Knot Project Space is thrilled to announce that Lee Jones, Livia Daza-Paris, Taylor Boileau Davidson & Matthieu Hallé will join us this summer during our Expanded Practice Residency Program!
For the past few years filmmaker Matthieu Hallé has been making luminous sculptures out of 16mm film stripes that also function as practical lamps. They are made from an accumulation of old film stock and footage that he could no longer use for photography or projection. Throughout his residency, Hallé will explore the spatial materiality of these luminous sculptures by working with light, shadow and subtle movement.
Matthieu Hallé is a moving image artist based in Ottawa, Canada. His work explores the intersection of performance, cinema, improvisation, and the materiality of film. This includes a large body of short film and video work, as well as the creation of different ‘visual instruments’ for live performance in collaboration with other artists and musicians. His works have been presented at Particle + Wave Media Arts Festival (Calgary), the8fest (Toronto), The Mobile Museum of Art (Alabama), and many underground and unconventional spaces. He was an artist in residence at LIFT and PIX Film (Toronto), and has received commissions from the Windows Collective and DARC (formerly SAW Video).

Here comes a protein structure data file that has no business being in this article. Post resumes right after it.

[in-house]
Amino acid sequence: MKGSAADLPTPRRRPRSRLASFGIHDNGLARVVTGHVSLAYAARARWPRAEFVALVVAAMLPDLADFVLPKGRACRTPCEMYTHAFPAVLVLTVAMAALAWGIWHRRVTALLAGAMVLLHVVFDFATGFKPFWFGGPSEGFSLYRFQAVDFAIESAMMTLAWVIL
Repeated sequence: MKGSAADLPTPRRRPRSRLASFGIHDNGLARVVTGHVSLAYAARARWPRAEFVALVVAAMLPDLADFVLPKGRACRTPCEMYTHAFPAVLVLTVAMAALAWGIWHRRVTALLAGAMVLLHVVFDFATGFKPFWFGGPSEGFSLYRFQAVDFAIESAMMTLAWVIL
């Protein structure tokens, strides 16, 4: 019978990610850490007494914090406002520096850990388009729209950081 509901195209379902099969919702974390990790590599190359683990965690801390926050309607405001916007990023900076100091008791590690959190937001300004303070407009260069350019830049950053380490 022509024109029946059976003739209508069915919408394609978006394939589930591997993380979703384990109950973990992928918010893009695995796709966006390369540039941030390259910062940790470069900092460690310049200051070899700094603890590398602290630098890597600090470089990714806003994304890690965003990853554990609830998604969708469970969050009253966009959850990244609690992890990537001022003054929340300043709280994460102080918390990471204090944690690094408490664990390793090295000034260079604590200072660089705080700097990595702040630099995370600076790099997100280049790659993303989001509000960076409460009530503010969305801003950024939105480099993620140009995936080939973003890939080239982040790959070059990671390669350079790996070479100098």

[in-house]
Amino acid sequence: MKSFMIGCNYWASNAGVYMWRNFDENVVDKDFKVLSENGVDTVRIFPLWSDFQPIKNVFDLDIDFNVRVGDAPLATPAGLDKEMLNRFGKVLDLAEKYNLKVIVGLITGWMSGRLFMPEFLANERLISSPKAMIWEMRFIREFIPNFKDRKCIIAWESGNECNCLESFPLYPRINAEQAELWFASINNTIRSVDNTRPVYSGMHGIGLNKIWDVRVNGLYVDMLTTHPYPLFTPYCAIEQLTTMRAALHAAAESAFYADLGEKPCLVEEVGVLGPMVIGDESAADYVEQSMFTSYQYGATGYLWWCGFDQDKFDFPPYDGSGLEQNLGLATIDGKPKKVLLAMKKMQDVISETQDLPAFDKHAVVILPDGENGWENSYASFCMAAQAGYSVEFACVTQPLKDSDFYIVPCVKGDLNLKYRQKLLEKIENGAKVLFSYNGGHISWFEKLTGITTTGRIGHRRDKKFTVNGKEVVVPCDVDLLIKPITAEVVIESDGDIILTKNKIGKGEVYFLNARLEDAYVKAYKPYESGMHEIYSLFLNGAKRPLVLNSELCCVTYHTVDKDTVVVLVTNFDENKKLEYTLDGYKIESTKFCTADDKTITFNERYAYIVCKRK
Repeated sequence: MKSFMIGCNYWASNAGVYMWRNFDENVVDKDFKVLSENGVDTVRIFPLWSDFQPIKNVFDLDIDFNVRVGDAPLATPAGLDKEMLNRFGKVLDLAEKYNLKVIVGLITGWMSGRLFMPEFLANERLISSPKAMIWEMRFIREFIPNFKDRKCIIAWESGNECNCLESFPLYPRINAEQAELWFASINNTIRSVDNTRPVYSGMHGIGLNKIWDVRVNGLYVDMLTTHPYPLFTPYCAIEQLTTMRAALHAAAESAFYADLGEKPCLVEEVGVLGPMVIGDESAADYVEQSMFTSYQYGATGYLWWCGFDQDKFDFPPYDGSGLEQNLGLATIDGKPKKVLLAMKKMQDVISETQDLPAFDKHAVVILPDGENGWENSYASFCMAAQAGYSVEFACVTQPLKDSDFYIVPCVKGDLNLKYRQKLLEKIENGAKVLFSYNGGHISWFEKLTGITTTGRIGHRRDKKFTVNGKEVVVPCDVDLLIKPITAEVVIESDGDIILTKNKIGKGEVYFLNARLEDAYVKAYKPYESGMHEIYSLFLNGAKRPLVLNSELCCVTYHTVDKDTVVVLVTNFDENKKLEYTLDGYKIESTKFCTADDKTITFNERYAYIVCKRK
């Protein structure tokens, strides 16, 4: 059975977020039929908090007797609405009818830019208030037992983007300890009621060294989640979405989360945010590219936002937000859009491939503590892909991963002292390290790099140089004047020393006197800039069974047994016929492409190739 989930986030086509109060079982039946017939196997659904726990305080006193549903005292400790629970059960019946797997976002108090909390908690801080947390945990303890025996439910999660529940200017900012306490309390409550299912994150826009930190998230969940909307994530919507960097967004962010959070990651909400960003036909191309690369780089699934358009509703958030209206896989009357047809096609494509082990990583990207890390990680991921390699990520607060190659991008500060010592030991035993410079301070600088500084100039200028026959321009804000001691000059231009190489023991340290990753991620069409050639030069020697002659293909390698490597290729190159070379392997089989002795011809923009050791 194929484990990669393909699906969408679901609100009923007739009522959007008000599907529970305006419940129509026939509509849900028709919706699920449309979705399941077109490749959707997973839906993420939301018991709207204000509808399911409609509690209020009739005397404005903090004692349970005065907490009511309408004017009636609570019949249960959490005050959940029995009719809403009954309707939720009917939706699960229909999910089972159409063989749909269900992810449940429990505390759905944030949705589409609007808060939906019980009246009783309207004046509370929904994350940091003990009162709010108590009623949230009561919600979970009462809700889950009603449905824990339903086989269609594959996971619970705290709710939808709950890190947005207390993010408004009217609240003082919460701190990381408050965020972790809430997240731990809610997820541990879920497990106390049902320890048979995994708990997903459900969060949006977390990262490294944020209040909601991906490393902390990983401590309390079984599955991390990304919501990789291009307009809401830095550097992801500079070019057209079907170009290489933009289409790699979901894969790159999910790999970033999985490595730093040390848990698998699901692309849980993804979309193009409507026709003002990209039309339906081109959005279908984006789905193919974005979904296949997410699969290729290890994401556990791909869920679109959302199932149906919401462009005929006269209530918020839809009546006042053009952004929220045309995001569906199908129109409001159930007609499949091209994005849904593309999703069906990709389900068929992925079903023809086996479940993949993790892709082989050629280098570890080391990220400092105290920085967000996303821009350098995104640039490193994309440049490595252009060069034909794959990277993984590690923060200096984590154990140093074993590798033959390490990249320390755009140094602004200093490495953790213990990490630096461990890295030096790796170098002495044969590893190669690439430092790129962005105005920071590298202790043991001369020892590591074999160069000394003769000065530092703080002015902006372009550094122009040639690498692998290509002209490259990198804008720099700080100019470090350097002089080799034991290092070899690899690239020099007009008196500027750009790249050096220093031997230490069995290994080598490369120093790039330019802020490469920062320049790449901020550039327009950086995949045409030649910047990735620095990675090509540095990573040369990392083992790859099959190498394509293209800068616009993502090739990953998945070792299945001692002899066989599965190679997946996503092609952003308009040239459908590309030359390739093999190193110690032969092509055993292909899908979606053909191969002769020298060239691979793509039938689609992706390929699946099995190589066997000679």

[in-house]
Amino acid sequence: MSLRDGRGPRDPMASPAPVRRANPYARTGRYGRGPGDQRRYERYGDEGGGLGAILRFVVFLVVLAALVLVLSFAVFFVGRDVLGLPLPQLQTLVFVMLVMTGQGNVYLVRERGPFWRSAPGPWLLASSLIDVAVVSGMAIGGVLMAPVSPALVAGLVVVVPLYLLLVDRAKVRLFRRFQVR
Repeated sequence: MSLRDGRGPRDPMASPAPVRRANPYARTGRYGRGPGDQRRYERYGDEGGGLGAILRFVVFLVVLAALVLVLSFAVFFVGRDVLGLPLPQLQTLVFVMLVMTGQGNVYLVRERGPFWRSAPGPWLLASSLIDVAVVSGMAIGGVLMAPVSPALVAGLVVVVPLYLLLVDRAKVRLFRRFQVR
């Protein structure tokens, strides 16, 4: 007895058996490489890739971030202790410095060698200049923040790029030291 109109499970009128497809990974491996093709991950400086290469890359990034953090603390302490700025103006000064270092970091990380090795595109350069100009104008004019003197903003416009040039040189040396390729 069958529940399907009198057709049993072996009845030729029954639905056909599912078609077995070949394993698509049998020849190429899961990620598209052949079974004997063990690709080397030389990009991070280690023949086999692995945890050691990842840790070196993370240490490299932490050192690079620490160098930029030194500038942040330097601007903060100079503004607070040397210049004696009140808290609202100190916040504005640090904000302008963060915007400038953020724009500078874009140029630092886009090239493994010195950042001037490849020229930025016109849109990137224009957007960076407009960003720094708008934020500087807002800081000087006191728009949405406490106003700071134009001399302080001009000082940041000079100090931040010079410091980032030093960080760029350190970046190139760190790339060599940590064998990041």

He is also a co-founder of the Lightproof Film Collective, an artist film collective dedicated to the creation and presentation of celluloid film in Ottawa. Currently, he is studying Communication and Media Studies and Film Studies at Carleton University.